Spring 2018 CAT 3 Courses

CAT 3 courses (spring quarter, six units) are writing and research intensive, focusing on collaboration, research, and art-making by speculating on how the relationships between culture, art, and technology will be transformed in the future. Please note that in order to enroll in CAT 3, you must have passed CAT 2.


CAT 3A: Dreams of Electric Sheep and Cyborgs: Technology, Imagination, and the Future on Screen

Phoebe Bronstein

Assistant Teaching Professor, CAT

Monday/Wednesday/Friday 10:00-10:50 a.m.

This CAT 3 course will examine how popular culture—film, television, literature, and music videos—have and continue to imagine future utopic/dystopic worlds. From Blade Runner to The Hunger Games, "The ArchAndroid," and Black Mirror, we will consider how ideas about race, gender, and technology intersect and construct the imagination of the future. Potential topics we will cover include (but are not limited to): the future of the environment, the future of love, the future of capitalist labor, and Afrofuturisms. The course is framed by the following questions: What can these future worlds tell us about our current or past historical, social, or political moment? How do these visions sooth or exacerbate anxieties about technology? About disaster? About love and family? How are race and gender (re)imagined in the future? This course is driven by research, collaboration, and creativity—using film/literature/television texts to help us question and engage with ideas about the future. The texts we read, watch, and discuss will thus serve as models and inspiration for your own projects.


CAT 3B: From the Tower of Babel to Google Translate: Lost and Found in Translation

Amelia Glaser

Associate Professor, Literature

Tuesday/Thursday 11:00 a.m.-12:20 p.m.

How have humans, from the ancient world to the present, made themselves understood across languages? What methods have proved the most effective and under what circumstances? This course seeks to answer these questions by examining innovations in translation from the Rosetta Stone, to Biblical translation, to web-based language technology. You will read essays and articles exploring the possibilities and impossibilities of translating jokes, slang, and terms of endearment. We discuss how translators, the "work horses of literature," have sought to render poetry into different languages. We will discuss, and test, new technologies that are changing the way we approach foreign texts. In-class exercises will allow you to try your hand at a variety of translation techniques. (You do not need to know a foreign language for this class, but if you do you might have a chance to use it.)


CAT 3C: Futures Through Music Making: Videos, Virtuality, and the Bop Gun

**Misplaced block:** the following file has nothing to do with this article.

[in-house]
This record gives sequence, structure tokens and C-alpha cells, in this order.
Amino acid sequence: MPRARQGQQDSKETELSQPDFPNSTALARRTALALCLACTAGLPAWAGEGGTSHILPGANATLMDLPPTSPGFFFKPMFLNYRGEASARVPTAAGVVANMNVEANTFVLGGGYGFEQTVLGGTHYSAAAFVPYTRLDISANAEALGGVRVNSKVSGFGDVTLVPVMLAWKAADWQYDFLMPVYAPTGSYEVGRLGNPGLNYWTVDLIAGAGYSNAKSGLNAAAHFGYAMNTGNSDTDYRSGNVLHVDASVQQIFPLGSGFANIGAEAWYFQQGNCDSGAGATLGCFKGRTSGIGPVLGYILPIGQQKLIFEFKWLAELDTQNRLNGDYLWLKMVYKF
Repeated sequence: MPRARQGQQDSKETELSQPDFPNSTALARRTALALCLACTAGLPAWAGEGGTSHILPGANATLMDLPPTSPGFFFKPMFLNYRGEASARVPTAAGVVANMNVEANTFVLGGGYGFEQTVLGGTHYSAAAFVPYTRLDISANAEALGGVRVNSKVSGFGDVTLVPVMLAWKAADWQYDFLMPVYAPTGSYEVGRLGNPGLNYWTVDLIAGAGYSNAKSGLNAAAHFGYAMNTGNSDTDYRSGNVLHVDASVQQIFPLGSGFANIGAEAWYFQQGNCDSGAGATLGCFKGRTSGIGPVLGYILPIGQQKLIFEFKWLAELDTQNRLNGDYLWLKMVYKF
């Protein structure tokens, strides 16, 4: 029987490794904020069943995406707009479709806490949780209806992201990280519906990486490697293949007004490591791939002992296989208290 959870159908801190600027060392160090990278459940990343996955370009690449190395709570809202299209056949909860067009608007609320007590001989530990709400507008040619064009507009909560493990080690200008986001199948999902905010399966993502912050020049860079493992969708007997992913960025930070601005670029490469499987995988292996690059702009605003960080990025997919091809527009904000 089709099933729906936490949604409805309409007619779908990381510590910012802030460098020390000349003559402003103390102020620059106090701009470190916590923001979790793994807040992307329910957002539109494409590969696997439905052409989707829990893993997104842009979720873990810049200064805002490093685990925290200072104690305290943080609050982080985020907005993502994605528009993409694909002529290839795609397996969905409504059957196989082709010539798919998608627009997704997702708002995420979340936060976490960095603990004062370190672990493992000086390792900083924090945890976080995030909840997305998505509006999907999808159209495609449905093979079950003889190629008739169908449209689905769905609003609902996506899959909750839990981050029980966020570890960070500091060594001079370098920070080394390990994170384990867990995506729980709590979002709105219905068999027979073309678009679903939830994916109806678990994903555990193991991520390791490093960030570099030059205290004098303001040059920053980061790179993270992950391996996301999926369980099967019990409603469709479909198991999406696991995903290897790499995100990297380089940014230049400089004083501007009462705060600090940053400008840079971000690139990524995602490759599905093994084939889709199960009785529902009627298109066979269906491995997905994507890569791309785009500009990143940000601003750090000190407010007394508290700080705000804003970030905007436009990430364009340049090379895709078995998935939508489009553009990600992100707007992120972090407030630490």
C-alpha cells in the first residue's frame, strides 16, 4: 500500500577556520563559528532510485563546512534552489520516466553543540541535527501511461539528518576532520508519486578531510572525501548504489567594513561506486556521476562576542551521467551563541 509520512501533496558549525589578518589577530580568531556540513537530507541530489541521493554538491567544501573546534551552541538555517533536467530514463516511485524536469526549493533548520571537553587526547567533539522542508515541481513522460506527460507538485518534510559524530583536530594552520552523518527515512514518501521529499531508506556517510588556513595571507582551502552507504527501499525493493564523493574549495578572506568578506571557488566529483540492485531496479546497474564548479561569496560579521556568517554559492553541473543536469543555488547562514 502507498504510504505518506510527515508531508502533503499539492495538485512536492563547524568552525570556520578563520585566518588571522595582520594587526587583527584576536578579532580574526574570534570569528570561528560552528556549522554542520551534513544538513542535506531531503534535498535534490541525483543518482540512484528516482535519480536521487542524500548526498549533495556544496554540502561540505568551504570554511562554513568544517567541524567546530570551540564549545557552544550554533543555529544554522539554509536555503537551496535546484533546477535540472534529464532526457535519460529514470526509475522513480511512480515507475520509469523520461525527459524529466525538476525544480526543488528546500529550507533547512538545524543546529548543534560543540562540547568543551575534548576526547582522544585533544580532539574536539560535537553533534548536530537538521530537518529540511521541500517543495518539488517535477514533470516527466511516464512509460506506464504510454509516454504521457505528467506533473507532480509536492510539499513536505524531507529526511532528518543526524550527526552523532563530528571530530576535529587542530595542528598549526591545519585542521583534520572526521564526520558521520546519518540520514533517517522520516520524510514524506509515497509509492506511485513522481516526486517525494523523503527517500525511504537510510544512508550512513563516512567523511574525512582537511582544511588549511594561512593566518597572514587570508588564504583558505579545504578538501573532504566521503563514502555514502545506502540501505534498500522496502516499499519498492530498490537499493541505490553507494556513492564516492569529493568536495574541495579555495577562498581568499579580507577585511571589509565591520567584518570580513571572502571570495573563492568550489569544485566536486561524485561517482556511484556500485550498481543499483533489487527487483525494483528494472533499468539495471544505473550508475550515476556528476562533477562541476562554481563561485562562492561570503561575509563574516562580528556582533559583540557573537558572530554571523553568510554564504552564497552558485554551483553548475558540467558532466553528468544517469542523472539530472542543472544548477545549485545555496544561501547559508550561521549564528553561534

Joe Bigham

Lecturer, CAT

Tuesday/Thursday 3:30-4:50 p.m.

As an intersection of technology and social interaction, music-making can be an effective tool for imagining potential futures. Science fiction has often used examples of music performance to make the future audible, such as Max Rebo's bar band in Star Wars or Diva Plavalaguna's operatic singing from The Fifth Element. Musicians have also engaged "sounding" the future by placing their music in futuristic contexts, as in Funkadelic's "Bop Gun: Endangered Species" and Prince's ArtOfficialAge.

This course synthesizes contemporary musical practices, from learning an instrument to recording and releasing musical works, with futurist and speculative perspectives. As a writing course, we will research, analyze, and critique chapters about learning music through video games and Youtube (Kiri Miller's Playing Along), examples of virtual reality instruments (Jaron Lanier's work) and "modeling" technology, and other futurist music-making examples. The ideas we develop from our writing will then form the basis of a collaborative musical project aimed at representing a future sound world. Through our own music-making experiences, we will perform and critique where we are in the present moment and where we might go.


CAT 3D: Games We Play: Games, Performance, and Play

Ash Smith

Lecturer, CAT

Monday/Wednesday 5:00-6:20 p.m.

What is play? How does technology influence play? Are there limits to games and play? In this course, we will study the theory of play in everyday life and develop a critical gaming literacy. We will examine the Culture of play and games, the Art of designing play and games and the Technology mediating play and games. We will think about the intersection of pervasive play with ubiquitous computing and engage with live action role-playing, experimental game design, video games, art games, mixed reality, pervasive games, street games, location-based games, tabletop games, interactive storytelling, and worldbuilding.

You will learn how to talk, write, design and play—critically. You will be asked to play-test games, write game reviews, and design games. Your sections will double as a game lab where you will conduct collaborative research, workshop, and eventually design a game for your final project.

*DISCLAIMER: This course is especially for you if you feel that you are not necessarily a gamer BUT YOU ARE INTERESTED IN GAMES or if you or your interests are not always represented in games or gaming culture. This course requires you to PLAY AND THINK CRITICALLY ABOUT GAMES. This course might be a game. :)